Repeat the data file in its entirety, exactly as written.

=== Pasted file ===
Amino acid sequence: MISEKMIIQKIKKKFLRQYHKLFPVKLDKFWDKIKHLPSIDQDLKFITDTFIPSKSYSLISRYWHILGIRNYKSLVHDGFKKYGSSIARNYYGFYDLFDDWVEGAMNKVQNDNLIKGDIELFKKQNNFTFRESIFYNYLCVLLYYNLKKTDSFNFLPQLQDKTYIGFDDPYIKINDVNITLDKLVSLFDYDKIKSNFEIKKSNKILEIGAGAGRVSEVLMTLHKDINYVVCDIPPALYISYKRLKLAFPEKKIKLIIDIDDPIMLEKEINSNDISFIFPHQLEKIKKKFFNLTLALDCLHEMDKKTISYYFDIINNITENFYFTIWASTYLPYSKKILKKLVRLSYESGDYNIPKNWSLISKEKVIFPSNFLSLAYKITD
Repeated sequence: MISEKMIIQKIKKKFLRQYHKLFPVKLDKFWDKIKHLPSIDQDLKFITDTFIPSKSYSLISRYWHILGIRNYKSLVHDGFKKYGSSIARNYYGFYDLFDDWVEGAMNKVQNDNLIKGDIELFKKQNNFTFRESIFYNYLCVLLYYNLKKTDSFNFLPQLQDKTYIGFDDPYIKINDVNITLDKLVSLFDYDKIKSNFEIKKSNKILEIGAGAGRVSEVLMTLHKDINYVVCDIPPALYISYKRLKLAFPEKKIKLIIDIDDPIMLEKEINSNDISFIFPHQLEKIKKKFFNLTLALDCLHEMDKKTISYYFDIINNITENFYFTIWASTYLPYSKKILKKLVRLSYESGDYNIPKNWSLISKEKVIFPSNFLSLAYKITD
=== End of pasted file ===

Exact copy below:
Amino acid sequence: MISEKMIIQKIKKKFLRQYHKLFPVKLDKFWDKIKHLPSIDQDLKFITDTFIPSKSYSLISRYWHILGIRNYKSLVHDGFKKYGSSIARNYYGFYDLFDDWVEGAMNKVQNDNLIKGDIELFKKQNNFTFRESIFYNYLCVLLYYNLKKTDSFNFLPQLQDKTYIGFDDPYIKINDVNITLDKLVSLFDYDKIKSNFEIKKSNKILEIGAGAGRVSEVLMTLHKDINYVVCDIPPALYISYKRLKLAFPEKKIKLIIDIDDPIMLEKEINSNDISFIFPHQLEKIKKKFFNLTLALDCLHEMDKKTISYYFDIINNITENFYFTIWASTYLPYSKKILKKLVRLSYESGDYNIPKNWSLISKEKVIFPSNFLSLAYKITD
Repeated sequence: MISEKMIIQKIKKKFLRQYHKLFPVKLDKFWDKIKHLPSIDQDLKFITDTFIPSKSYSLISRYWHILGIRNYKSLVHDGFKKYGSSIARNYYGFYDLFDDWVEGAMNKVQNDNLIKGDIELFKKQNNFTFRESIFYNYLCVLLYYNLKKTDSFNFLPQLQDKTYIGFDDPYIKINDVNITLDKLVSLFDYDKIKSNFEIKKSNKILEIGAGAGRVSEVLMTLHKDINYVVCDIPPALYISYKRLKLAFPEKKIKLIIDIDDPIMLEKEINSNDISFIFPHQLEKIKKKFFNLTLALDCLHEMDKKTISYYFDIINNITENFYFTIWASTYLPYSKKILKKLVRLSYESGDYNIPKNWSLISKEKVIFPSNFLSLAYKITD